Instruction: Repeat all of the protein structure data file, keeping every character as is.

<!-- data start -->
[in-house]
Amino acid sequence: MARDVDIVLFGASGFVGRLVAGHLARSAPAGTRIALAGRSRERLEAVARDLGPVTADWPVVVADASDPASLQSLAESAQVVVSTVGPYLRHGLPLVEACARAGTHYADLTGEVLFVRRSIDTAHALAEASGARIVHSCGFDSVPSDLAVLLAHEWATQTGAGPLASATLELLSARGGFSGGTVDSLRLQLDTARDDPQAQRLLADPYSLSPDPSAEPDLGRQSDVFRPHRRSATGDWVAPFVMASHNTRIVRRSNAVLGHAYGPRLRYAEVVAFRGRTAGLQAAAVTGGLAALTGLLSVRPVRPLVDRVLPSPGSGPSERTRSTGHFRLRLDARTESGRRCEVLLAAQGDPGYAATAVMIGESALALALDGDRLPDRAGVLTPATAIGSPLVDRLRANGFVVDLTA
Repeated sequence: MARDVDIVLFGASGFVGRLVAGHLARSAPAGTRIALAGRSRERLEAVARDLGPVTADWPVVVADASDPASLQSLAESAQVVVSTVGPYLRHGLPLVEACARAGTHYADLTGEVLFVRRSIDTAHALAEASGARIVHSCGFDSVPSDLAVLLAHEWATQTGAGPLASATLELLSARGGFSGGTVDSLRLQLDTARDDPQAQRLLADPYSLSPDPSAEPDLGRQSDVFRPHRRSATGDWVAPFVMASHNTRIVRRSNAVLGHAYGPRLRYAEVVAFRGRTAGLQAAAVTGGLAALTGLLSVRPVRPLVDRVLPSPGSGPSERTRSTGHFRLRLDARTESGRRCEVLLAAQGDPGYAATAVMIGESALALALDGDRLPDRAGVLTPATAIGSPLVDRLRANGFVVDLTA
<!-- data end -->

[in-house]
Amino acid sequence: MARDVDIVLFGASGFVGRLVAGHLARSAPAGTRIALAGRSRERLEAVARDLGPVTADWPVVVADASDPASLQSLAESAQVVVSTVGPYLRHGLPLVEACARAGTHYADLTGEVLFVRRSIDTAHALAEASGARIVHSCGFDSVPSDLAVLLAHEWATQTGAGPLASATLELLSARGGFSGGTVDSLRLQLDTARDDPQAQRLLADPYSLSPDPSAEPDLGRQSDVFRPHRRSATGDWVAPFVMASHNTRIVRRSNAVLGHAYGPRLRYAEVVAFRGRTAGLQAAAVTGGLAALTGLLSVRPVRPLVDRVLPSPGSGPSERTRSTGHFRLRLDARTESGRRCEVLLAAQGDPGYAATAVMIGESALALALDGDRLPDRAGVLTPATAIGSPLVDRLRANGFVVDLTA
Repeated sequence: MARDVDIVLFGASGFVGRLVAGHLARSAPAGTRIALAGRSRERLEAVARDLGPVTADWPVVVADASDPASLQSLAESAQVVVSTVGPYLRHGLPLVEACARAGTHYADLTGEVLFVRRSIDTAHALAEASGARIVHSCGFDSVPSDLAVLLAHEWATQTGAGPLASATLELLSARGGFSGGTVDSLRLQLDTARDDPQAQRLLADPYSLSPDPSAEPDLGRQSDVFRPHRRSATGDWVAPFVMASHNTRIVRRSNAVLGHAYGPRLRYAEVVAFRGRTAGLQAAAVTGGLAALTGLLSVRPVRPLVDRVLPSPGSGPSERTRSTGHFRLRLDARTESGRRCEVLLAAQGDPGYAATAVMIGESALALALDGDRLPDRAGVLTPATAIGSPLVDRLRANGFVVDLTA